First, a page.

I’ve been using Weibo for about a year now. Weibo, short form for micro-blogging, have been very popular in China and many overseas Chinese. Most Western online social networking sites such as Facebook, Twitter and Youtube are banned in China; a recent story reported that the Founder of Twitter was unable to use Twitter in China.
Twitter and Facebook were seen as dangerous to keeping China stable and harmonized. We know they are responsible for a number of revolutions such as the Jasmine and Occupy movements in 2011. The Chinese government has every reason to be cautious with the use of social media.
Weibo hardly featured on Western news; partly because it is only written in Chinese. This uses the same concept of Twitter, 140 characters. What many Westerners do not understand is that 140 Chinese characters are a lot more than 140 English alphabets. It can be a whole paragraph.
Weibo is a little more complex than Twitter. Pictures can be modified on the site before it is posted, so you can add special Lomo effect or you can even post a mosaic of 9 photos as one. Your photos are also watermarked, so no one else can steal your photos and claim it is theirs.
You can also add a number of other things such as videos, (animated emoticons), poll, you name it. It is a lot more interactive than Twitter.
What he Western World is missing out is the conversation that goes on in Weibo. Aside from the repost of celebrity news, horoscopes, nail arts, fashion, food, is the stories of everyday life of everyday person. This included their thoughts on what happened in the news. The Chinese government may monitor the website, but it could take up to 1 hour before it is removed. Before it is removed, more than half a million people would have seen it. Screen shots can be taken and reposted as an image, making it harder for the officials to remove their posts.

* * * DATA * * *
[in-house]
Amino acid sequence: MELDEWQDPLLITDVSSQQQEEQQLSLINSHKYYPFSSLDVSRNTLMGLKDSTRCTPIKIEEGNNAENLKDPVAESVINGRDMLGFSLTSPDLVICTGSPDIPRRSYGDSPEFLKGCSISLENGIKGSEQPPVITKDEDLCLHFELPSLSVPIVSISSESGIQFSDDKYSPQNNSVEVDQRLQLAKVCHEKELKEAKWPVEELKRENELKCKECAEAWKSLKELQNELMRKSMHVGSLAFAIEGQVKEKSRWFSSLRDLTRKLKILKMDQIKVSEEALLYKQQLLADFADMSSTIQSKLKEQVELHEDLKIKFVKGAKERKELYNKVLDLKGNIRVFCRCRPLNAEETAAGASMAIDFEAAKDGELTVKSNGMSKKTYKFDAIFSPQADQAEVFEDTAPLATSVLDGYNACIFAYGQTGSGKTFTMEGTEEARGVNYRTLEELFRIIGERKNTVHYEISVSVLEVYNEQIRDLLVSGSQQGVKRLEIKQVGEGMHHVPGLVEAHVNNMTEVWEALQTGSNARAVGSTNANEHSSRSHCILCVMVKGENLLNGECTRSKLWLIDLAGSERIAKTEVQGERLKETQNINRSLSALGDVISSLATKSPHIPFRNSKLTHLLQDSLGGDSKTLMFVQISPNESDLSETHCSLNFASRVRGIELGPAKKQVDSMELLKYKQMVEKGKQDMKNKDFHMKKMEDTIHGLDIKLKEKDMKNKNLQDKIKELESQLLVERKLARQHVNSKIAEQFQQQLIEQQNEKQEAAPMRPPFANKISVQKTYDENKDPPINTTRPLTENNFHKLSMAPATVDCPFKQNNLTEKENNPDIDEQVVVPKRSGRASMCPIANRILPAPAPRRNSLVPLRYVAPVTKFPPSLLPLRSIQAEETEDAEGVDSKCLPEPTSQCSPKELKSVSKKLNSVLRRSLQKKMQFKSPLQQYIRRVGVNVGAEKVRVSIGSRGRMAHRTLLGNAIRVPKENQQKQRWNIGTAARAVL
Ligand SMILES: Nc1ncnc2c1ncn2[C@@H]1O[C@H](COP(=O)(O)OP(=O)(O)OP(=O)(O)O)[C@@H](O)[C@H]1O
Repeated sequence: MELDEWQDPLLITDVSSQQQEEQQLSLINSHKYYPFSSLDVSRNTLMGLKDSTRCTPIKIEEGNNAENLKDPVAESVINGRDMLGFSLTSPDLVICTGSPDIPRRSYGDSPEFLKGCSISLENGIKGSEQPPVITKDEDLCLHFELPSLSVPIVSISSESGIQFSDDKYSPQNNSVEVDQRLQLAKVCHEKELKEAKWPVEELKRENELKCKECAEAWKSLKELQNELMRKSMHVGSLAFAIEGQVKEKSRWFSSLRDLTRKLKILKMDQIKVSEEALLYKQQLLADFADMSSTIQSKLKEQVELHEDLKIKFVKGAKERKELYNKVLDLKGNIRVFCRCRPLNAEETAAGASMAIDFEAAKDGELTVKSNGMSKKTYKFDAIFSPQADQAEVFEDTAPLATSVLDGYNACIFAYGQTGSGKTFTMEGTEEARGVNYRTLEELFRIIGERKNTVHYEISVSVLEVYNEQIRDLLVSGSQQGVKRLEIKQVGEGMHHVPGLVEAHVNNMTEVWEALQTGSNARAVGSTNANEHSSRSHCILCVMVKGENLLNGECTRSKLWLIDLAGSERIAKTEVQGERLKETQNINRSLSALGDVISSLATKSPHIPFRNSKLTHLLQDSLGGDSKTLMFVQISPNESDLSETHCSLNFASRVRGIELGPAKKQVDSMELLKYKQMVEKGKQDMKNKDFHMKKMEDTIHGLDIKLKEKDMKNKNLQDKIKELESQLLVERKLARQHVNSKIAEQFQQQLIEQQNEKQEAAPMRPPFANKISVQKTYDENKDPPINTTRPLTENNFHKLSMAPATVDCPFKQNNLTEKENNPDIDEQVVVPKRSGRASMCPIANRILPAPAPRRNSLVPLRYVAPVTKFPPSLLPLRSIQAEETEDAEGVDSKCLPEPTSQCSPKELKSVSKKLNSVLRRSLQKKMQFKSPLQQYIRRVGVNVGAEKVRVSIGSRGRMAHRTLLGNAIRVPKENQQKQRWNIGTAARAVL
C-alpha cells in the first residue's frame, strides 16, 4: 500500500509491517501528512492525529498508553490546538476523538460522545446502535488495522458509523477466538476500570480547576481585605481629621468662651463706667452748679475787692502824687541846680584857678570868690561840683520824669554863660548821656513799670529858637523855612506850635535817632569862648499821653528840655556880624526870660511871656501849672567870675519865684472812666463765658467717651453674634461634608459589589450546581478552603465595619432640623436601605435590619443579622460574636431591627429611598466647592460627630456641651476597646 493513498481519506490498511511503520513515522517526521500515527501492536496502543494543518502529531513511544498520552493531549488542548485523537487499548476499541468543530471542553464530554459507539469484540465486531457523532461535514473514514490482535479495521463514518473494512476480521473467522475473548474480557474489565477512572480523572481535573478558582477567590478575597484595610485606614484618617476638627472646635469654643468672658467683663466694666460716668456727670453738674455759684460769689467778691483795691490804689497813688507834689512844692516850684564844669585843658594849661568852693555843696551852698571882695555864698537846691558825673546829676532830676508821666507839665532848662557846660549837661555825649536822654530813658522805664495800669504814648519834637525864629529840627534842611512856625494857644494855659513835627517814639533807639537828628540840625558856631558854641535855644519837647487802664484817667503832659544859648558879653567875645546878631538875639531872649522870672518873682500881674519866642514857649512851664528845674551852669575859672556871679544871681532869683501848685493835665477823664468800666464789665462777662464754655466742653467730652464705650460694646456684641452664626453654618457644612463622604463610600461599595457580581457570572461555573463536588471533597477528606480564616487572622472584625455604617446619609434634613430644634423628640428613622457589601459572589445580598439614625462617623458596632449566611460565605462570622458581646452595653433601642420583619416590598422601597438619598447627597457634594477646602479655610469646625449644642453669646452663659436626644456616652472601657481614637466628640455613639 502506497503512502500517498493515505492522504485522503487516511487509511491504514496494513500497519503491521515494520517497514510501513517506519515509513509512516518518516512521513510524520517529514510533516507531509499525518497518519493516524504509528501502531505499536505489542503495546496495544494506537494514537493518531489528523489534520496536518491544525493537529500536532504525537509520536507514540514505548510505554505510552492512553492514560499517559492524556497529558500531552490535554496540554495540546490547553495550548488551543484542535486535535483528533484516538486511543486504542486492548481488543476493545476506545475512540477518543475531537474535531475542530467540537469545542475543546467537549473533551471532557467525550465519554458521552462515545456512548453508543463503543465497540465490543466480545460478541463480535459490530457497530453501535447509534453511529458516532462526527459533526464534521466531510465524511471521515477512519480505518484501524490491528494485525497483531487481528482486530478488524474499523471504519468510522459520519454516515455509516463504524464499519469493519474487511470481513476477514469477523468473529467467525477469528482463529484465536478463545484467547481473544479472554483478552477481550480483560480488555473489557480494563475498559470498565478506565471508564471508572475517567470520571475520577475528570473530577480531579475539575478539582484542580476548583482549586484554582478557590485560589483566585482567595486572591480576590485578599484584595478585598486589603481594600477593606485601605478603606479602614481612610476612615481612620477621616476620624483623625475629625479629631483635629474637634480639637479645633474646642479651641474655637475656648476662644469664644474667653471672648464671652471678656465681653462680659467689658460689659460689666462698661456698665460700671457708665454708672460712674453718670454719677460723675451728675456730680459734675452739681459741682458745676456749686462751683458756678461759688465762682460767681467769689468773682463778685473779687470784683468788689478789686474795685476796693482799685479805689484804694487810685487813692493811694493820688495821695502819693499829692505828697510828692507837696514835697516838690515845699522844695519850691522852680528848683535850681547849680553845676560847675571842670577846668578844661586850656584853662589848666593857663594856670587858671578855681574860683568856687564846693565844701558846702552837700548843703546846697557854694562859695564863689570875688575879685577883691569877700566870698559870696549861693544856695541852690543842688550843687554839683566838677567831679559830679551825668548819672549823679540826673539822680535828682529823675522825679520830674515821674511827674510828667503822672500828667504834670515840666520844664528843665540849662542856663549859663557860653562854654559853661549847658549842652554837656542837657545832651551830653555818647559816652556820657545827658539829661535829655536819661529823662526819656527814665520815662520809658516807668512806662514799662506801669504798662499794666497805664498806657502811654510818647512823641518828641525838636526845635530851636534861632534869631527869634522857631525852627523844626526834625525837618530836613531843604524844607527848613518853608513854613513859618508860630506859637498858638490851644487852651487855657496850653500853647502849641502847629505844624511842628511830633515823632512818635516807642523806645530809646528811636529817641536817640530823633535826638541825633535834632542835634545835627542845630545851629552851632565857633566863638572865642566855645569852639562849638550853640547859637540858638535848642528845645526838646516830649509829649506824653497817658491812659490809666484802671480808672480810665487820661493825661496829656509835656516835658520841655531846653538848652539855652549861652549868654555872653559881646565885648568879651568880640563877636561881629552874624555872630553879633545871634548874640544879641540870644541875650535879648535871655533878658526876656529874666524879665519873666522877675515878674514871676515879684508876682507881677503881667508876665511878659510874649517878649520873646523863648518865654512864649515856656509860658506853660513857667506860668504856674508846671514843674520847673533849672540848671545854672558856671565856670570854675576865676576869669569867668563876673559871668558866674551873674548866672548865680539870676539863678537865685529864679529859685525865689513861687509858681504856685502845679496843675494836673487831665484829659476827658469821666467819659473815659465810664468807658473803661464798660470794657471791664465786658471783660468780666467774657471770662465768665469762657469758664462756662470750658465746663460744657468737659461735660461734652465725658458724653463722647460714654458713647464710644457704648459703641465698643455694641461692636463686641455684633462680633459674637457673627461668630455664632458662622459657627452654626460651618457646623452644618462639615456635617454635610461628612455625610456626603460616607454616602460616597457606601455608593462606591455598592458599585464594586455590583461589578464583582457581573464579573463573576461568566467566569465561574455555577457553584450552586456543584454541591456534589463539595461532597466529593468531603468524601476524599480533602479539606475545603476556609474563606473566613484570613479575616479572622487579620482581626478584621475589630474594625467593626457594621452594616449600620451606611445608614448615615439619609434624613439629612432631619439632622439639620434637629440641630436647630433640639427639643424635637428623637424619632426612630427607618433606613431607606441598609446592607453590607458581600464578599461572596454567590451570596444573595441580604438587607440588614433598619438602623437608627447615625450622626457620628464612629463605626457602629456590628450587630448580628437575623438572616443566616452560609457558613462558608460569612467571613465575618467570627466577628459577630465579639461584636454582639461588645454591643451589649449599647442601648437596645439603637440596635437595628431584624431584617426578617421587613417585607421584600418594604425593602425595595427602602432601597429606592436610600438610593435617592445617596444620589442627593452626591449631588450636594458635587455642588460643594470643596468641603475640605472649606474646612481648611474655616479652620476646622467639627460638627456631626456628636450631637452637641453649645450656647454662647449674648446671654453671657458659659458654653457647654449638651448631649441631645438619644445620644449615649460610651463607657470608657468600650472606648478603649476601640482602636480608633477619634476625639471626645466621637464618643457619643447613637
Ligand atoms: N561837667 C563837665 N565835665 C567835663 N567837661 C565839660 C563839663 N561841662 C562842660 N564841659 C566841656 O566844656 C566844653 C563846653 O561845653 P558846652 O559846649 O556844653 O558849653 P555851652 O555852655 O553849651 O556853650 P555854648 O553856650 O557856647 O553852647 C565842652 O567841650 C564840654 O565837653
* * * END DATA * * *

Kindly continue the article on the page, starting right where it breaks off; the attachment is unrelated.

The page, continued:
There is also a vast economic benefit to local retailers and businesses that the Western World is not tapping into. In New Zealand, there is a huge number of international students, and students who returned to China, who are using Weibo and keeping abreast on what’s coming up in Auckland and New Zealand. The only official Weibo by New Zealand businesses are Air New Zealand, Tourism New Zealand and Zespri. All other New Zealand businesses are mainly Chinese owned, even those like Vodafone and 2Degrees, who have an account on Weibo, are operated by Chinese store owners.
The effect of Weibo is phenomenal. Asian Fusion, a South East Asian restaurant based on High Street, has been using it to promote their buffet to their Chinese community. Their Groupon deals were sold out in hours; their restaurant was always fully booked, and now become one of the most successful eatery in Auckland.
As I had previously written, the Chinese community posted stories about how they supported or participated in the Rugby World Cup. Weibo is also an important medium to promote social integration.
If you are a business who wanted to increase your business with the Chinese community and have been wondering why your Online Social Media failed – try Weibo. It is a much more effective way, both impact and economically.